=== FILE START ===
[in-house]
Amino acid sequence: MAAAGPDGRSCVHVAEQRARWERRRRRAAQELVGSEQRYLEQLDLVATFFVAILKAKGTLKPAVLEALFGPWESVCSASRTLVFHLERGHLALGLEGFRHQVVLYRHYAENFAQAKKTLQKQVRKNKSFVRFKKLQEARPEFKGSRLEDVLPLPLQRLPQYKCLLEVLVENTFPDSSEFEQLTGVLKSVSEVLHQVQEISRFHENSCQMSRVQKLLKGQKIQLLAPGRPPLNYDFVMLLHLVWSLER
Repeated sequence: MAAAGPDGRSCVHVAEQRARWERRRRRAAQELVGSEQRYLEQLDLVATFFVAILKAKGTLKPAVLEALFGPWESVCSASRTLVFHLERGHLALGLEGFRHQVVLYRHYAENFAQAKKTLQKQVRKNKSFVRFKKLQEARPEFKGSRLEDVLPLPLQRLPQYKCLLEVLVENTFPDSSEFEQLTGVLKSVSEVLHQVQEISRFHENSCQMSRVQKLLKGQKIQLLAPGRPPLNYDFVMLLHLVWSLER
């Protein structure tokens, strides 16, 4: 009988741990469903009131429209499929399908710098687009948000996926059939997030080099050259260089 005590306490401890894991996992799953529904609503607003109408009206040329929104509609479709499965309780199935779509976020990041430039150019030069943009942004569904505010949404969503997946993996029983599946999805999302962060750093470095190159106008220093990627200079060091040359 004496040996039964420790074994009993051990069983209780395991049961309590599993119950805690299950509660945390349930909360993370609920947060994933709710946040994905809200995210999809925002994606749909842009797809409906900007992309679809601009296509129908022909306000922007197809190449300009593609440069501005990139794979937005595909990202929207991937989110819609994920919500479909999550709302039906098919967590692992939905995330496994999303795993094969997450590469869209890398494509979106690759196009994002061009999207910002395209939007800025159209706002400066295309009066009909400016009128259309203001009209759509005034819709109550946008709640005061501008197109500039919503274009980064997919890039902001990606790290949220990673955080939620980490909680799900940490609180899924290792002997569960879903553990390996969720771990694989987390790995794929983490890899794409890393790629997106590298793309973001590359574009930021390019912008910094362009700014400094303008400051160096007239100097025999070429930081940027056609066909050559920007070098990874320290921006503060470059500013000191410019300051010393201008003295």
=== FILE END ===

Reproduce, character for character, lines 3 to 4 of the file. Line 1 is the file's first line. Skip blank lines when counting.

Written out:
Repeated sequence: MAAAGPDGRSCVHVAEQRARWERRRRRAAQELVGSEQRYLEQLDLVATFFVAILKAKGTLKPAVLEALFGPWESVCSASRTLVFHLERGHLALGLEGFRHQVVLYRHYAENFAQAKKTLQKQVRKNKSFVRFKKLQEARPEFKGSRLEDVLPLPLQRLPQYKCLLEVLVENTFPDSSEFEQLTGVLKSVSEVLHQVQEISRFHENSCQMSRVQKLLKGQKIQLLAPGRPPLNYDFVMLLHLVWSLER
């Protein structure tokens, strides 16, 4: 009988741990469903009131429209499929399908710098687009948000996926059939997030080099050259260089 005590306490401890894991996992799953529904609503607003109408009206040329929104509609479709499965309780199935779509976020990041430039150019030069943009942004569904505010949404969503997946993996029983599946999805999302962060750093470095190159106008220093990627200079060091040359 004496040996039964420790074994009993051990069983209780395991049961309590599993119950805690299950509660945390349930909360993370609920947060994933709710946040994905809200995210999809925002994606749909842009797809409906900007992309679809601009296509129908022909306000922007197809190449300009593609440069501005990139794979937005595909990202929207991937989110819609994920919500479909999550709302039906098919967590692992939905995330496994999303795993094969997450590469869209890398494509979106690759196009994002061009999207910002395209939007800025159209706002400066295309009066009909400016009128259309203001009209759509005034819709109550946008709640005061501008197109500039919503274009980064997919890039902001990606790290949220990673955080939620980490909680799900940490609180899924290792002997569960879903553990390996969720771990694989987390790995794929983490890899794409890393790629997106590298793309973001590359574009930021390019912008910094362009700014400094303008400051160096007239100097025999070429930081940027056609066909050559920007070098990874320290921006503060470059500013000191410019300051010393201008003295």